A year ago, Tom Greene, NADA's COO for legislative affairs, predicted 1999 would be one of the worst years ever for getting things done in Washington.
In its aftermath, he said, it wasn't quite as bad as he expected - Congress did at least consider measures such as an estate tax repeal, and lawmakers listened to arguments from dealers and manufacturers to keep fuel economy standards frozen for another year.
Yet, on most issues the end result was the same as if his prediction of full-blown political warfare had been right on the mark, Greene acknowledged. Nothing dealers wanted became law.
Now, with congressional and presidential elections coming up this year, there is virtually no hope of action on such a contentious subject as taxes until 2001, he said.
Prospects are only slightly better that dealers will win their long sought exemption from some provisions of federal Superfund law.
They say they were acting in good faith when they sent used motor oil to recycling firms, but in some cases those firms dumped the oil at sites that are now controlled by federal hazardous waste law. The law requires anyone who contributed waste to bear a portion of cleanup costs.
More optimistically, Greene said chances are much better for passage of a measure to prohibit mandatory binding arbitration in dealer franchise agreements, the issue that has risen to the top of NADA's agenda.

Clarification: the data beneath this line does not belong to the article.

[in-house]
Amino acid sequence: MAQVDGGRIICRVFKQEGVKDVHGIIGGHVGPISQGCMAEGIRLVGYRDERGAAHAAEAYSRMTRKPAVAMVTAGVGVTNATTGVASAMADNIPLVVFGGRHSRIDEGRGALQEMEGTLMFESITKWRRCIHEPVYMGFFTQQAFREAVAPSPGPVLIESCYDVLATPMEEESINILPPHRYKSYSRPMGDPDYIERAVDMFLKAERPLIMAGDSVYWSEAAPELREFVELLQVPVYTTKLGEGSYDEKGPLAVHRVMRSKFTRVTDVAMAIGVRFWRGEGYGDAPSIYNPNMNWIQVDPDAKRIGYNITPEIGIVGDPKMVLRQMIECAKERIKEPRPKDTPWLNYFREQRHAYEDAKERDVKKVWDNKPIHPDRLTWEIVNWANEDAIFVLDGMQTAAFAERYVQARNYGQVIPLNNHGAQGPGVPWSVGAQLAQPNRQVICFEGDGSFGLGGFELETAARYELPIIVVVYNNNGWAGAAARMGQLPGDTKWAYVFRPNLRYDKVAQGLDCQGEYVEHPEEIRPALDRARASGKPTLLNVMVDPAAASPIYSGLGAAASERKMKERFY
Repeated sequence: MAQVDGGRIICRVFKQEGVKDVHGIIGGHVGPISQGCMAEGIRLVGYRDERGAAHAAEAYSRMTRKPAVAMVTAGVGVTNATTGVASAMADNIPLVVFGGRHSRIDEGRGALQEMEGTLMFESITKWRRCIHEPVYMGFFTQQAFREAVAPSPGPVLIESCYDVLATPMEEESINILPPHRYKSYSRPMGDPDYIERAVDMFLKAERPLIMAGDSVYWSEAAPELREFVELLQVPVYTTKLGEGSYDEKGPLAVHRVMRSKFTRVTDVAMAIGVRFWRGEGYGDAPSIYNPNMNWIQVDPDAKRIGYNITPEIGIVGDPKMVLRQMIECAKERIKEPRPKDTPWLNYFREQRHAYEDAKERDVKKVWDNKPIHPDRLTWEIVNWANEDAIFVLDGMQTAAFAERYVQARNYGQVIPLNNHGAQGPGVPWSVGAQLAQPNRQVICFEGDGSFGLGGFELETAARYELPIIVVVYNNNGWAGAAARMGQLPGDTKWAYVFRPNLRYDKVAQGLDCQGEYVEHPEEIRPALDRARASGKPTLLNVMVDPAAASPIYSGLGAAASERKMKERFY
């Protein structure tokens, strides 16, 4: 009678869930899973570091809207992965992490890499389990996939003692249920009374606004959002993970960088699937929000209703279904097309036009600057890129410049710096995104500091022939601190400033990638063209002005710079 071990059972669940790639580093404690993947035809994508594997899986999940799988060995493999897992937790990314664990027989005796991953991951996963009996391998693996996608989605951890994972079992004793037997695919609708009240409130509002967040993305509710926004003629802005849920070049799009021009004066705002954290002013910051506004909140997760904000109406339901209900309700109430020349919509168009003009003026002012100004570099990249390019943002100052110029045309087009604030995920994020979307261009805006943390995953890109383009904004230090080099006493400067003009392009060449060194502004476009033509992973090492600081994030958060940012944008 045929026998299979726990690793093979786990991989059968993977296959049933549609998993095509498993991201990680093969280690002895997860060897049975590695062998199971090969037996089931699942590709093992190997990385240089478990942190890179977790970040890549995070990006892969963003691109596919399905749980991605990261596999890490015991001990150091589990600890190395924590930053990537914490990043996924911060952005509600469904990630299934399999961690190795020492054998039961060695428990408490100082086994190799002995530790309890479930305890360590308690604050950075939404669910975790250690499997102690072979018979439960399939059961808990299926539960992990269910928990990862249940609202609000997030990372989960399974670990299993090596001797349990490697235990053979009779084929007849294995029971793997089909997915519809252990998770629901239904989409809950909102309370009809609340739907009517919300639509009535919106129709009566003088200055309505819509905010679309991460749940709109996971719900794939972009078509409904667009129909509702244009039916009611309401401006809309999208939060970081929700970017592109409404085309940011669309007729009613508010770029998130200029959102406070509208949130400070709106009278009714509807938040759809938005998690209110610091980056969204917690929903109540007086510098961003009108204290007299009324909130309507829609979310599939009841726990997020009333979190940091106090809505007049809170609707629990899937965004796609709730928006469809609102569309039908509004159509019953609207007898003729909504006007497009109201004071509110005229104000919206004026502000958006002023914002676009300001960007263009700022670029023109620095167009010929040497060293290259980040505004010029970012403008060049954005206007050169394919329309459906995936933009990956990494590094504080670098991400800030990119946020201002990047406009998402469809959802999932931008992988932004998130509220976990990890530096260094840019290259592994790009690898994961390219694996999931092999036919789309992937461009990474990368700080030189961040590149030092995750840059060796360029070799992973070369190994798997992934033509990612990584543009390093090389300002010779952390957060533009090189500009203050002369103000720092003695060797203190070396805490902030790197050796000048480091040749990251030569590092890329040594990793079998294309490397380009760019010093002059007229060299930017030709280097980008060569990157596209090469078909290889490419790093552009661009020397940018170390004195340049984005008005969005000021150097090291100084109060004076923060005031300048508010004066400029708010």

Reasons for his optimism: Lawmakers from across the political spectrum have signed up as co-sponsors. The Clinton administration doesn't appear to object to the bill. And manufacturers seem to be ratcheting up their lobbying opposition, a sign that the bill could move.
Greene said the challenge for NADA has been to overcome Republicans' natural aversion to intervening in contract disputes between parties. It takes some explaining to convince them that these are take-it-or-leave-it contracts from the manufacturers, not the product of give-and-take in normal contract negotiations.
Of course, obstacles remain, and Senate procedures are among Greene's chief concerns. In many cases, it is possible for a single senator to block a piece of legislation.
Such Washington peculiarities are a reason NADA has begun inviting state dealer association executives to visit the nation's capital and become more familiar with the federal system.
Most of the executives are accustomed to dealing with state legislatures that meet for comparatively brief sessions each year and in more orderly fashion either pass or reject the bills that are brought up.
The hope is that the executives, who meet regularly with dealers, will be able to pass along a better understanding of the hurdles their proposals face in the more Byzantine Washington and further impress on them the importance of staying in contact with members of Congress.
Some dealers are already politically astute. But Greene said, 'There are others that kind of look at it from a distance and are frustrated and confused about the whole thing. And angry sometimes.'
Harry Stoffer is an Automotive News staff reporter in Washington, D.C.